On This Day – June 22, 1936

Edward Cornelius (29), mechanic, to-day walked to the gallows with a smile on his face to be hanged for the murder of Rev. Harold Laceby Cecil. When the sheriff asked him if he had anything to say he shook his head and said, “No; I am all right.”

He stood quite steady on the drop until the lever was pulled.

Archbishop Head visited the condemned man yesterday, and spoke with him for more than 10 minutes. Cornelius had breakfast of bacon and eggs, and spent three-quarters of an hour in the company of a chaplain.

EXECUTED ON THIS DAY……….. 9th of June 1879

The execution of Thomas Hogan, for the murder of his brother at Yarrawonga, took place at 9am, on this day in 1879. The prisoner, who had been spiritually attended since he was condemned, by Father O’Connor, was very calm, and walked on to the drop with a firm step. When asked by the sheriff if he had anything to say, he replied “No.” Gately then drew the bolt and the body fell a lifeless corpse. It was left hanging for two hours, and was then cut down, and the customary inquest was held upon the remains, when the usual evidence was adduced, and a verdict of “death by hanging” was returned. The body was buried in quicklime, in the same grave as that containing the remains of the murderers Smith and Brady, who were executed here five years ago. The arrangements were most complete. Gately left for Melbourne, accompanied by a warder.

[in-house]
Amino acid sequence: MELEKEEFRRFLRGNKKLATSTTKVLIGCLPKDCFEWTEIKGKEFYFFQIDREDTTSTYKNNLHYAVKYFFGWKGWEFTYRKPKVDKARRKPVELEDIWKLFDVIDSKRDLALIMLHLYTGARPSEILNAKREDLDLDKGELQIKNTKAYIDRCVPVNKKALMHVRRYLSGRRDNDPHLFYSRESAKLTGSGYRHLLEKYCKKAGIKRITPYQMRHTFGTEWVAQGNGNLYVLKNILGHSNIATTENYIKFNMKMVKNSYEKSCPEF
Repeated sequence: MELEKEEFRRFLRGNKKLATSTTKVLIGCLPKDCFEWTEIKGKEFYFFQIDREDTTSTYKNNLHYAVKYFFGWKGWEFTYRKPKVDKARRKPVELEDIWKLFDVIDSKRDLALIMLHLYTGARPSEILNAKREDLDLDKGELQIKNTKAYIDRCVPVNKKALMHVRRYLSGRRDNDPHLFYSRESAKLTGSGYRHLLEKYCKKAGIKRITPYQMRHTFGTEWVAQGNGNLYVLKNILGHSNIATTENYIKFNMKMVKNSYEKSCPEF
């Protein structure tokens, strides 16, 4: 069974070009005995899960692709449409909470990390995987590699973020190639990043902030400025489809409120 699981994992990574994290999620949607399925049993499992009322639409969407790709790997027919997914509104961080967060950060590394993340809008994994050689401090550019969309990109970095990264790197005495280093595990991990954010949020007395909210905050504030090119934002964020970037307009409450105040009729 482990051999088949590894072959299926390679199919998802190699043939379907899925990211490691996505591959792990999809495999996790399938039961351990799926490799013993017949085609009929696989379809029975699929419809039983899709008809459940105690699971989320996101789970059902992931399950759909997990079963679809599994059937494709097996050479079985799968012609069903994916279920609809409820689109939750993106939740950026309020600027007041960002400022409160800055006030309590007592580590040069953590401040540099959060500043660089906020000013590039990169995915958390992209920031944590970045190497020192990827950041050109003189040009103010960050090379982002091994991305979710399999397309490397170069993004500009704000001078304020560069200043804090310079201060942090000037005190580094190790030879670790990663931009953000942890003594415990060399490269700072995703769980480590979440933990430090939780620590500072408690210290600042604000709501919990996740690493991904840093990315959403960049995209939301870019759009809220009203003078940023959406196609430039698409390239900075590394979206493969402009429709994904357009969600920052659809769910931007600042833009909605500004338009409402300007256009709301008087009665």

ON THIS DAY – June 6, 1881

ROBERT ROHAN SMITH – BEECHWORTH GAOL

The Yalca Murder – EXECUTION OF ROHAN. 

THE ARGUS correspondent at Beechworth wired on Monday the following account of the execution of Robert Rohan for murder:—Robert Rohan, alias Smith, the murderer of John Shea, at Yalca, near Shepparton, on the 23rd January last, was executed in Beechworth gaol this morning by Upjohn at 10 o’clock. The condemned man walked on to the scaffold in a calm, deliberate manner, chewing a piece of tobacco, and when asked by the sheriff whether he had anything to cay, replied, “I have been convicted of the murder, and am prepared to hang for it.” The previous evening he said to the governor of the gaol and the Revs. Wm. Brown and Donnes, Wesleyan clergyman, “I have committed several crimes that I ought to have been hanged for, but I never committed this.”  All being ready, the executioner pulled the bolt, and the convict was launched into eternity. Death was instantaneous. After remaining the usual hour the body was cut down, and an inquest held upon it by Mr W. H. Forster, P.M., and a jury, who found a verdict of death by hanging. The prisoner, who was 24 years of age, had served several sentences both in Victoria and New South Wales, including one of 12 months in Beechworth gaol for larceny at Benalla in 1876, and another of two years and a half in Pentridge for robbery at Sandhurst in 1878, under the name of Ernest Smith, alias Rohan. The night before his execution he slept calmly, and ate a hearty breakfast and smoked a pipe next morning, and on being informed by the gaoler that his time had come, he answered, “All right, sir,” and appeared but little affected by the near approach of death.